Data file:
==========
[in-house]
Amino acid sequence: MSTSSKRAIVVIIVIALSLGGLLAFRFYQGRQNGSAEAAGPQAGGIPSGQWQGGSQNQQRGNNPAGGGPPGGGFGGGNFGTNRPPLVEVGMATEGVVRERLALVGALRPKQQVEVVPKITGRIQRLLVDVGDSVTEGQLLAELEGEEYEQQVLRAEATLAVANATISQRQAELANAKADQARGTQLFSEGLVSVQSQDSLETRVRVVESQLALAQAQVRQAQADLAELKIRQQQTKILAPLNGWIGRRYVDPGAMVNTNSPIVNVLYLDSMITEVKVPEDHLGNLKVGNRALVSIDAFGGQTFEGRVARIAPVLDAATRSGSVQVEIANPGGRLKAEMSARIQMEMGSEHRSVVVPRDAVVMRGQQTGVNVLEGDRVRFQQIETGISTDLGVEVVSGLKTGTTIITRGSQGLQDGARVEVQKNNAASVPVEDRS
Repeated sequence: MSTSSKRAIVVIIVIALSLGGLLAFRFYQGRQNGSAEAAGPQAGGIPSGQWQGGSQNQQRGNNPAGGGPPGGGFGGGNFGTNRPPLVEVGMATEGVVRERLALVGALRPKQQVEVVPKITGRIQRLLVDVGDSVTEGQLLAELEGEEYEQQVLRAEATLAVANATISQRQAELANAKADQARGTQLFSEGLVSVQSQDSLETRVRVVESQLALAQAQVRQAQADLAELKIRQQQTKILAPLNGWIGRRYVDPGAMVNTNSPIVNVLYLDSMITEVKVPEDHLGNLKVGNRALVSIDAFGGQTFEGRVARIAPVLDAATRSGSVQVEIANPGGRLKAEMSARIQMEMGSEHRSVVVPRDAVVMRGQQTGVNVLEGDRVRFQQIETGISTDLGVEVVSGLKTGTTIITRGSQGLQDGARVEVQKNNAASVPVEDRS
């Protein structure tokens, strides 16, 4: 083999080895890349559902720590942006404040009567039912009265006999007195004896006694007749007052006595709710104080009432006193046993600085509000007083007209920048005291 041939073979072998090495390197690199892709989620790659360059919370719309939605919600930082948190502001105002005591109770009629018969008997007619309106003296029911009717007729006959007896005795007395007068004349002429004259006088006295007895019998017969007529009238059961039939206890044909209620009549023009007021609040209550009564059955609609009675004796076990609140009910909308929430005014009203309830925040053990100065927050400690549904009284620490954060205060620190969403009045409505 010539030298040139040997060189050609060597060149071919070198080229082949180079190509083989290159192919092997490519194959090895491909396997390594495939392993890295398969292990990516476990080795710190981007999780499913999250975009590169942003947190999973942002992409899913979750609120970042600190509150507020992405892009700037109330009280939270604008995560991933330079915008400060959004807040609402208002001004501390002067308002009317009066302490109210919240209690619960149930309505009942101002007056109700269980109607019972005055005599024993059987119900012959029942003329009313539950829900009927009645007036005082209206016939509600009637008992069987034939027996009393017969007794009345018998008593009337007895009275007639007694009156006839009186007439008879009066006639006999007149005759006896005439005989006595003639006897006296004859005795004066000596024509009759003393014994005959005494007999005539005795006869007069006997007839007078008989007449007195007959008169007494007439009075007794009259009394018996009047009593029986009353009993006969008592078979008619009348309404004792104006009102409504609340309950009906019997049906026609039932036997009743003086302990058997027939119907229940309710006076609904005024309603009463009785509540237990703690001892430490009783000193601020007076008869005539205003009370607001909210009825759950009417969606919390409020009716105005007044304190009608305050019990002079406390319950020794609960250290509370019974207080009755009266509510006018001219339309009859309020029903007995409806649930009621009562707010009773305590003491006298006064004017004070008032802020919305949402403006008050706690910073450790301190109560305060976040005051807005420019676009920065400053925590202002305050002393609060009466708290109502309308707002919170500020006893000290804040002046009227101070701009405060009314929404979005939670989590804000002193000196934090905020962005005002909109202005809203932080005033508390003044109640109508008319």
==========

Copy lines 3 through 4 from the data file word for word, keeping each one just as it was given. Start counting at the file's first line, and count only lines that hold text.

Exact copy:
Repeated sequence: MSTSSKRAIVVIIVIALSLGGLLAFRFYQGRQNGSAEAAGPQAGGIPSGQWQGGSQNQQRGNNPAGGGPPGGGFGGGNFGTNRPPLVEVGMATEGVVRERLALVGALRPKQQVEVVPKITGRIQRLLVDVGDSVTEGQLLAELEGEEYEQQVLRAEATLAVANATISQRQAELANAKADQARGTQLFSEGLVSVQSQDSLETRVRVVESQLALAQAQVRQAQADLAELKIRQQQTKILAPLNGWIGRRYVDPGAMVNTNSPIVNVLYLDSMITEVKVPEDHLGNLKVGNRALVSIDAFGGQTFEGRVARIAPVLDAATRSGSVQVEIANPGGRLKAEMSARIQMEMGSEHRSVVVPRDAVVMRGQQTGVNVLEGDRVRFQQIETGISTDLGVEVVSGLKTGTTIITRGSQGLQDGARVEVQKNNAASVPVEDRS
């Protein structure tokens, strides 16, 4: 083999080895890349559902720590942006404040009567039912009265006999007195004896006694007749007052006595709710104080009432006193046993600085509000007083007209920048005291 041939073979072998090495390197690199892709989620790659360059919370719309939605919600930082948190502001105002005591109770009629018969008997007619309106003296029911009717007729006959007896005795007395007068004349002429004259006088006295007895019998017969007529009238059961039939206890044909209620009549023009007021609040209550009564059955609609009675004796076990609140009910909308929430005014009203309830925040053990100065927050400690549904009284620490954060205060620190969403009045409505 010539030298040139040997060189050609060597060149071919070198080229082949180079190509083989290159192919092997490519194959090895491909396997390594495939392993890295398969292990990516476990080795710190981007999780499913999250975009590169942003947190999973942002992409899913979750609120970042600190509150507020992405892009700037109330009280939270604008995560991933330079915008400060959004807040609402208002001004501390002067308002009317009066302490109210919240209690619960149930309505009942101002007056109700269980109607019972005055005599024993059987119900012959029942003329009313539950829900009927009645007036005082209206016939509600009637008992069987034939027996009393017969007794009345018998008593009337007895009275007639007694009156006839009186007439008879009066006639006999007149005759006896005439005989006595003639006897006296004859005795004066000596024509009759003393014994005959005494007999005539005795006869007069006997007839007078008989007449007195007959008169007494007439009075007794009259009394018996009047009593029986009353009993006969008592078979008619009348309404004792104006009102409504609340309950009906019997049906026609039932036997009743003086302990058997027939119907229940309710006076609904005024309603009463009785509540237990703690001892430490009783000193601020007076008869005539205003009370607001909210009825759950009417969606919390409020009716105005007044304190009608305050019990002079406390319950020794609960250290509370019974207080009755009266509510006018001219339309009859309020029903007995409806649930009621009562707010009773305590003491006298006064004017004070008032802020919305949402403006008050706690910073450790301190109560305060976040005051807005420019676009920065400053925590202002305050002393609060009466708290109502309308707002919170500020006893000290804040002046009227101070701009405060009314929404979005939670989590804000002193000196934090905020962005005002909109202005809203932080005033508390003044109640109508008319």